Note: This Guidance is no longer in effect and is for historical purposes only.
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CDPH recommends that all persons, including those that are pregnant or planning to become pregnant, get vaccinated and boosted, when eligible. The Centers for Disease Control and Prevention (CDC), The American College of Obstetricians and Gynecologists (ACOG) and the Society for Maternal-Fetal Medicine recommend the COVID-19 vaccine for all people 5 years and older, including people who are pregnant, breastfeeding, trying to get pregnant now, or might become pregnant in the future.
The guidance below is intended to answer many of the questions you may have if you are pregnant or planning to become pregnant, including the importance of vaccines to yourself and your child. You can also talk to your healthcare provider to help you in your decision whether to get the COVID-19 vaccine.
Yes, all evidence to date indicates that COVID-19 vaccination before, during and after pregnancy is safe and effective.
Pregnant and lactating people should choose between the Pfizer-BioNTech and Moderna COVID-19 vaccines to protect them and may consider discussing vaccination with their usual healthcare provider. For more information on COVID-19 Vaccines, refer to the Vaccines for COVID-19 | CDC.
People who are pregnant should receive a COVID-19 vaccine booster shot either five months after a two-dose Moderna or Pfizer series or two months after a dose of Johnson & Johnson. If you received a Johnson & Johnson dose, strongly consider getting a Pfizer or Moderna booster shot. These vaccines use a small, harmless piece of the virus that triggers an immune response but cannot make you sick. If you are exposed to COVID-19 after vaccination, your immune system will be able to recognize the virus and make antibodies to help protect you and your baby against COVID-19.
Yes, the Moderna and Pfizer COVID-19 vaccines are recommended for pregnant people because of the protection they provide against COVID-19. The vaccine works by triggering an immune response in the body, causing the body to produce protective antibodies, which also are passed to their baby in the womb, so the baby is born with some protection from day one.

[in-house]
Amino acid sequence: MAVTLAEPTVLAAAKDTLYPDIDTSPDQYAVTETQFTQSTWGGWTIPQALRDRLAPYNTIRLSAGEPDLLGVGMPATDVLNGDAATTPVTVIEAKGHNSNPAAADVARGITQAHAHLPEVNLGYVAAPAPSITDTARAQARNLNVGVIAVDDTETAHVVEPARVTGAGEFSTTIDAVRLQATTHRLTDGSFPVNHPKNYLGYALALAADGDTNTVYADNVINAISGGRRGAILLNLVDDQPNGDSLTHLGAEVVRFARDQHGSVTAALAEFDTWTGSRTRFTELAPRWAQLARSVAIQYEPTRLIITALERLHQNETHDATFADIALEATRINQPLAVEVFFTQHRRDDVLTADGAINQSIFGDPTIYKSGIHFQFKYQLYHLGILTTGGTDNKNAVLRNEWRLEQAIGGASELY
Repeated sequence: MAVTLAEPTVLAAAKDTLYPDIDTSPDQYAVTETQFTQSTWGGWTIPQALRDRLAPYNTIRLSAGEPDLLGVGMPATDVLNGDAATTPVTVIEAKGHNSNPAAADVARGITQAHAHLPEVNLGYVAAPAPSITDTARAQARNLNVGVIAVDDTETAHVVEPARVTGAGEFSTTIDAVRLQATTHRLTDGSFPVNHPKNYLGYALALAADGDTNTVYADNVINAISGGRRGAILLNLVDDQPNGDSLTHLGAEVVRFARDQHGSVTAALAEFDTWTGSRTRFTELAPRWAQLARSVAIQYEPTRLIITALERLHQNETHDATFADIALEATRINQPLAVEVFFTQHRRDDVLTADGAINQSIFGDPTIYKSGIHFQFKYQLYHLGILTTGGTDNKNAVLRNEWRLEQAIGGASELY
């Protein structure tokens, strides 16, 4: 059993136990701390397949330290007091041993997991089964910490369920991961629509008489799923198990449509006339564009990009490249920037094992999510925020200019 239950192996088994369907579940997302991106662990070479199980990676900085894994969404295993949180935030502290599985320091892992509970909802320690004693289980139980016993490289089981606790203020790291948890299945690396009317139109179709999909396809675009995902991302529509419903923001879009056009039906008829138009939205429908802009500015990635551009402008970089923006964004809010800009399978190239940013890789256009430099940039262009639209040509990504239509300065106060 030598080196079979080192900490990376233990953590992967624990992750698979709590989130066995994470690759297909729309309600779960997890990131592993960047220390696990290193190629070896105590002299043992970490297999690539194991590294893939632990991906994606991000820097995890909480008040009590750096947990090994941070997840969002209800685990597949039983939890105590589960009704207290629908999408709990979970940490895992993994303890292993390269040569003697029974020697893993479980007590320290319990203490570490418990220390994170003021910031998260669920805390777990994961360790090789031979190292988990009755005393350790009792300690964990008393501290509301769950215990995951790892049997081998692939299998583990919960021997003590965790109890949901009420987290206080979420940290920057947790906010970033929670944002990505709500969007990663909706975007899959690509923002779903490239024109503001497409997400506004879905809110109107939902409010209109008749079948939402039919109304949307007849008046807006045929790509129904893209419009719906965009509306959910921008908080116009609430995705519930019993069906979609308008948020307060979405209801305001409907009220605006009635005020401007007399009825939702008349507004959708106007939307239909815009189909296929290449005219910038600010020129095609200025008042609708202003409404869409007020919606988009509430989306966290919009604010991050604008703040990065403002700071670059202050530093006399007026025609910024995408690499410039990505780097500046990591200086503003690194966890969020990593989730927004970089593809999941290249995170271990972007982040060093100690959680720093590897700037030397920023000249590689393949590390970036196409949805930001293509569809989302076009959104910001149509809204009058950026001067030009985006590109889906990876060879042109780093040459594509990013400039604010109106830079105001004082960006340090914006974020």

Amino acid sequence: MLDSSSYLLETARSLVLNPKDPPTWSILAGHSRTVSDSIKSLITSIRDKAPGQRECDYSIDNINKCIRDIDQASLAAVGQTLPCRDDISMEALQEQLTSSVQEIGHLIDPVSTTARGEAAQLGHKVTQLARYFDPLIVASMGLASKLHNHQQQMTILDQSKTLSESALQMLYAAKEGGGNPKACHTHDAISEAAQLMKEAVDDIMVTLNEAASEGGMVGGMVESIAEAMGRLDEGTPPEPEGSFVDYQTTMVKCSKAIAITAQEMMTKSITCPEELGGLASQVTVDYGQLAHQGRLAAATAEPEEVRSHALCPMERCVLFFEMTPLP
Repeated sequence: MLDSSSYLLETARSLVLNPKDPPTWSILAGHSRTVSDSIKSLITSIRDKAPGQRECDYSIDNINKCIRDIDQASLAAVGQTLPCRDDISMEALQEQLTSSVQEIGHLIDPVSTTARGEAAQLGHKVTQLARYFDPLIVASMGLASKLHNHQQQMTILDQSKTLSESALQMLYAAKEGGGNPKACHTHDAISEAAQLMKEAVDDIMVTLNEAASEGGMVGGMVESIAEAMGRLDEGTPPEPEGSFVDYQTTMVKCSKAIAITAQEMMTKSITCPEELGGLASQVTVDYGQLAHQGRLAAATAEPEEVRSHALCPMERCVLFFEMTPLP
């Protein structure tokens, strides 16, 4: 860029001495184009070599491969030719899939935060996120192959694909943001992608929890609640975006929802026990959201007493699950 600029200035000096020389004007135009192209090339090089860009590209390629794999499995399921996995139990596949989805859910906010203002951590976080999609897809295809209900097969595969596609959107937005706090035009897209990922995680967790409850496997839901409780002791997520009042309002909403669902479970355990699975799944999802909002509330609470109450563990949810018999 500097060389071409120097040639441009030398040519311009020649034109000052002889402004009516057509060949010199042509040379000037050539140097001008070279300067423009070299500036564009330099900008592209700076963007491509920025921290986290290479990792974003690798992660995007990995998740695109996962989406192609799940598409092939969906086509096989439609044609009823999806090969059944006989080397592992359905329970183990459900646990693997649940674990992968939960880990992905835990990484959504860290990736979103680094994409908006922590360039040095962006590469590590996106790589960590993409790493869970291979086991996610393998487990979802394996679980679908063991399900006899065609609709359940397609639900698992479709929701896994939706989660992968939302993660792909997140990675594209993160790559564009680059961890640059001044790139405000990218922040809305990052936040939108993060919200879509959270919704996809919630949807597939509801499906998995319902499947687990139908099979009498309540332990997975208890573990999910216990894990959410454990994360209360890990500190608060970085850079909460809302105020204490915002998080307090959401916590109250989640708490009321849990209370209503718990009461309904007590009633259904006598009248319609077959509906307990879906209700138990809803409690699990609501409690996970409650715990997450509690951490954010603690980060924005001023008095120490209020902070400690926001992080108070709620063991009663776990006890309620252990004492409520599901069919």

It is both safe and recommended to receive a COVID-19 vaccine during pregnancy. When people receive an mRNA COVID-19 vaccine during pregnancy, their bodies build antibodies against COVID-19. These antibodies have been found in umbilical cord blood, which means that vaccination during pregnancy protects babies against COVID-19 as well.
COVID-19 vaccines are safe for you and your baby. The vaccines provided in the U.S. do not use live virus that causes COVID-19. This means that a COVID-19 vaccine cannot infect you or your baby with COVID-19, and in fact COVID-19 vaccines help safely protect pregnant people and their babies against COVID-19.
You may have other health conditions in addition to pregnancy that put you at higher risk for severe illness from COVID-19. You may wish to consult with your healthcare provider if you have additional concerns regarding the decision whether to get vaccinated.
If you are pregnant, you are at higher risk for severe COVID-19. Pregnant or recently pregnant people (within 42 days postpartum) are at higher risk for getting very sick with COVID-19, including the risk of being hospitalized, being in the intensive care unit (ICU) or having to use a ventilator or special equipment to breathe compared to people who are not pregnant and get sick with COVID-19. Pregnant people with COVID-19 infection are also at increased risk of pre-term birth (delivering a baby before 37 weeks).